ḤABIBIYA SCHOOL

an elite high school for boys established in 1903 in Kabul and named after its founder, Amir Ḥabib-Allāh.

 

ḤABIBIYA SCHOOL, an elite high school for boys established in 1321/1903 in Kabul and named after its founder, Amir Ḥabib-Allāh (q.v.; r. 1901-19). Originally established as a madrasa (q.v. EDUCATION), after World War II it became known as “the Ḥabibiya Lycée” (Lisa-ye Ḥabibiya). Its curriculum was modeled on that of Aligarh College (Dupree, p. 447), and thus it followed the Anglo-Indian system. Sardār Naṣr-Allāh Khan, the amir’s brother, served for ten years as its director and was succeeded by the amir’s eldest son Sardār ʿEnāyat-Allāh. A budget of 100,000 Kabuli rupees provided for the salaries of five teachers and the needs of the pupils, whose numbers increased rapidly: by 1931, it had an enrollment of about 600 students. Education was free, and students received a small stipend. Writing boards (taḵta-ye seleyt, taḵta-ye mašq) for the primary level and books, translated from English, as well as most supplies, were imported from India. The school was originally located in the garden of the Mehmān-ḵāna (the royal guesthouse), but it was frequently relocated until it moved to its present location in Karte Seh. Conditions were spartan: the teacher sat on a chair and the pupils on mats on the floor. In winter, open charcoal braziers provided warmth, and, except for a few days of severely inclement weather, classes were held throughout the year.

Three levels of teaching programs—primary (ebte-dāʾiya), secondary (rošdiya) and higher (eʿdādiya)—were offered (Ḡobār, p. 702), and diplomas at each level qualified the holder for a governmental job commensurate with it. At the secondary level, Persian literature, Arabic, English and one of either Ottoman Turkish, Pashtu or Urdu were compulsory. At the higher level, the fields of study included English as well as all the requirements for the baccalaureate. In 1918, the first class graduated with the baccalaureate, and in 1920 some Ḥabibiya graduates were sent abroad to study for the first time.

The traditional elements in Afghan society disliked the establishment of modern schools as it deprived the ulama of its monopoly in education, and even Amir Ḥabib-Allāh was wary of them. After becoming principal of Ḥabibiya School, Dr. ʿAbd-al-Ḡani, an Indian Muslim from Lahore, attracted a circle of “Young Afghans” who formed a secret organization (serr-e melli) which was suspected of planning the overthrow of the amir and the establishment of a republican form of government.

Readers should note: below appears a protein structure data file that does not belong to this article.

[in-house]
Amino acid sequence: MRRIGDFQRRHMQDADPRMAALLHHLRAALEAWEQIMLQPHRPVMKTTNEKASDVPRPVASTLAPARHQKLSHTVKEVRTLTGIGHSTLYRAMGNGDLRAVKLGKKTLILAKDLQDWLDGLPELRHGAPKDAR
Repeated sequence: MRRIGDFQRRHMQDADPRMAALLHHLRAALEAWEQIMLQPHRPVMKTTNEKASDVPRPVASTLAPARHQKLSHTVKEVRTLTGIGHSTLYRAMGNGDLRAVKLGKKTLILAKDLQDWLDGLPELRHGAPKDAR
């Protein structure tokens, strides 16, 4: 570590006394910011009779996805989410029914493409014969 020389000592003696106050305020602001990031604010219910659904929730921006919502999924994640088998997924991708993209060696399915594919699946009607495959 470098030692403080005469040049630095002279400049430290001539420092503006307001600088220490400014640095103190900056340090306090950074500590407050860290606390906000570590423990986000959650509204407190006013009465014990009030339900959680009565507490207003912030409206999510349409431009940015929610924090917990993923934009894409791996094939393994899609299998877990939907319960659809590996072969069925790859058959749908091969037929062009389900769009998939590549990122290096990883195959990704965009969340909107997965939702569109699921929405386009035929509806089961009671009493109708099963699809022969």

American influence began in 1947-48 when Paul Bushnell, a professor of education from Ohio, became director of the school. He soon hired fourteen American teachers, including four women, and in 1964 a new school building was completed, equipped with all the necessities for a modern twelve-grade preparatory school. Like the three other elite schools in Afghanistan (Esteqlāl, Ḡāzi and Nejāt), Ḥabibiya graduates accounted for a significant pro-portion of the holders of the highest governmental positions: it trained a number of cabinet ministers and prime ministers, including Moḥammad-Hāšem Maiwandwal (1965-67) and ʿAbd-al-Ẓāher (1971-72). The previous generation of graduates included foreign ministers Fayż-Moḥammad Zakariyāʾ (1929-38) and ʿAli Moḥammad (1938-52). The last president of the Marxist regime, Najib-Allāh (1986-92), was also a Ḥabibiya graduate.

 

Bibliography:

Ludwig A. Adamec, Historical Dictionary of Afghanistan, 2nd ed., Lanham, Md., and London, 1997.

Anjoman-e Dāʾerat-al-Maʿāref, Dāʾerat al-Maʿāref, 5 vols., Kabul, 1348 Š./1970.

Louis Dupree, Afghanistan, Princeton, 1973.

Ḡ-M. Ḡobār, Af-ḡānestān dar masir-e tāriḵ, Kabul, 1346 Š./1967.

Vartan Gregorian, The Emergence of Modern Afghanistan, Stanford, Calif., 1969.

Serāj al-Aḵbār-e Afḡā-niya, ed. M. Ṭarzi, 1911-18.

May Schinasi, Afghanistan at the Beginning of the Twentieth Century, Naples, 1979.

P. M. Ẓahir and S. M. ʿElmi, Da Afḡānestān, da maʿāref tārikò, (bilingual, Pashtu and Persian), Kabul, 1339 Š./1960.

(Ludwig W. Adamec)

Originally Published: December 15, 2002

Last Updated: February 24, 2012

This article is available in print.
Vol. XI, Fasc. 4, pp. 430-431